Birth Control & Effects on Periods

Close up of pharmacist hands holding contraceptive pills
A pharmacist holding a pack of birth control pills. (Image: Kwangmoozaa/iStock/Getty Images)

Birth control pills are not only a form of contraceptive for women—they also provide additional benefits for the user. Many women use birth control pills to control their period, either to regulate when their period happens, have a lighter period or preventing a period from occurring every month.

Regulating Periods

One effect the birth control pill has on a woman's period is regulation. A woman's menstrual cycle is on a 28 day schedule, with her menstruation lasting for three to five days; however, the menstrual cycle can range from 21 days to 35 days for adult women who do not use birth control, according to the US Department of Health and Human Services. The Mayo Clinic states that birth control pill packs have three weeks of hormone pills, followed by a week of placebo pills. During the week of placebo pills, a woman will get her period. Women who have irregular periods may benefit from the birth control pills' period regulation. In addition, birth control pills can change when a woman's period will occur. If a woman has an important event coming up when she would normally have her period, she can choose to take a week of hormone pills instead of the placebo pills. Then, she would take the placebo pills the following week.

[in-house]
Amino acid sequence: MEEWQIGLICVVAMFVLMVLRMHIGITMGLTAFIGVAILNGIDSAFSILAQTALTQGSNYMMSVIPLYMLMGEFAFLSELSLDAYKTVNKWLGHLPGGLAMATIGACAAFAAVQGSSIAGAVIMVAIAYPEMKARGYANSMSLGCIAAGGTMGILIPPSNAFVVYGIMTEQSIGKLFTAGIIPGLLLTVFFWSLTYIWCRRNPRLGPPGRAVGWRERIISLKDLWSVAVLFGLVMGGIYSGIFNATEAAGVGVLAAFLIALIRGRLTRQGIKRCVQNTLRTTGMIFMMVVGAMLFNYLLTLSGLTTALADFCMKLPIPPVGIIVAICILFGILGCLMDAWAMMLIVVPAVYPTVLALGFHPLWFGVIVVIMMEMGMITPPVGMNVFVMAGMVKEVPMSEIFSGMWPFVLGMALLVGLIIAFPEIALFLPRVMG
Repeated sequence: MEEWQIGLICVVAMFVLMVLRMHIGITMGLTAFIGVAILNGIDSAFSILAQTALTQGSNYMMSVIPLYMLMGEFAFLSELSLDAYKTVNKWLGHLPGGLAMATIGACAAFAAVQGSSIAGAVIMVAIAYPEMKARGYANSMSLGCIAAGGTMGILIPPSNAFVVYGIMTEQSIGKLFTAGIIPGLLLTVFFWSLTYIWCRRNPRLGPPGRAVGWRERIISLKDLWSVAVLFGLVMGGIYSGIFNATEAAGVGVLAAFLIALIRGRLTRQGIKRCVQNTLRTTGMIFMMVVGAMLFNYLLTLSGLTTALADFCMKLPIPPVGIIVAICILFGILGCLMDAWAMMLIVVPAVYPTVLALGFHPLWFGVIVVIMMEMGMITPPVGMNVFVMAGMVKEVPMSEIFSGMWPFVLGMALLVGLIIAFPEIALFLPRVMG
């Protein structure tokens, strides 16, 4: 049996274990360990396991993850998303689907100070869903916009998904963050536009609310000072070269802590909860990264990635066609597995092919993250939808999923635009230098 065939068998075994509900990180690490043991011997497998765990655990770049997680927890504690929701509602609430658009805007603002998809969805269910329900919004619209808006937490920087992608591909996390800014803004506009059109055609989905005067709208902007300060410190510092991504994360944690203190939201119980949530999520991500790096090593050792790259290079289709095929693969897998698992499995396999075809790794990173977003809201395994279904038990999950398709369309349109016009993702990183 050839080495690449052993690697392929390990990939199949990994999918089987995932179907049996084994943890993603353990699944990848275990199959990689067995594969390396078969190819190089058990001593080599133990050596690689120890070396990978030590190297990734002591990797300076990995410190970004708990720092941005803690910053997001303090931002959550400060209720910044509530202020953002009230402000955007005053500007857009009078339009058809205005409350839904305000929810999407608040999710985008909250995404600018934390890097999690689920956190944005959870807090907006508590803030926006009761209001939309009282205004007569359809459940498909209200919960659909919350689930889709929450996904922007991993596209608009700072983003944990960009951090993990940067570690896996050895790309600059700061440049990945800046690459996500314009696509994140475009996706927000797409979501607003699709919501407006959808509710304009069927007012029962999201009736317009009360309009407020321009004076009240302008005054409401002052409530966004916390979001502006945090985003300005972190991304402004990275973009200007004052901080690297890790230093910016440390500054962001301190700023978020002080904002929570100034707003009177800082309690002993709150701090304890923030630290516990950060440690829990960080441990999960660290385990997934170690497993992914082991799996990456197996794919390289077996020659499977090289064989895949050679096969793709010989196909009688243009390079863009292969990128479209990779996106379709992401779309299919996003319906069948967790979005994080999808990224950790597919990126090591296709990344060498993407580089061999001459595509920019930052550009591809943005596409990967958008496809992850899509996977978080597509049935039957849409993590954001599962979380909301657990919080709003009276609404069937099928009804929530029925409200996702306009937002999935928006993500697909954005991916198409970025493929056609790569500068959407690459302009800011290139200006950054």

Lighter Periods

Birth control pills can also affect the woman's menstrual flow, according to Epigee.com. One type of birth control, Yaz, has only four placebo pills; as a result, women who use Yaz have shorter and lighter periods. The birth control pills can also reduce premenstrual symptoms, like cramping. When a woman starts to use birth control, she may experience spotty bleeding, either during her period or in between periods.

No Periods

Another reason women choose certain brands of birth control is to not have any periods. The Mayo Clinic notes two types of birth control pills that offer this effect on a woman's period: Lybel and Seasonale/Seasonique. Both types of these pills are continuous birth control pills, meaning placebo pills are not used every month. Lybrel is a yearly continuous birth control pill—no placebo pills break up the pack. Seasonale and Seasonique, on the other hand, are 91 day pill packs: women have only four periods a year, so only four months' packs have placebo pills. The same effect can be achieved with 28 day pill packs if the placebo pills are not taken.

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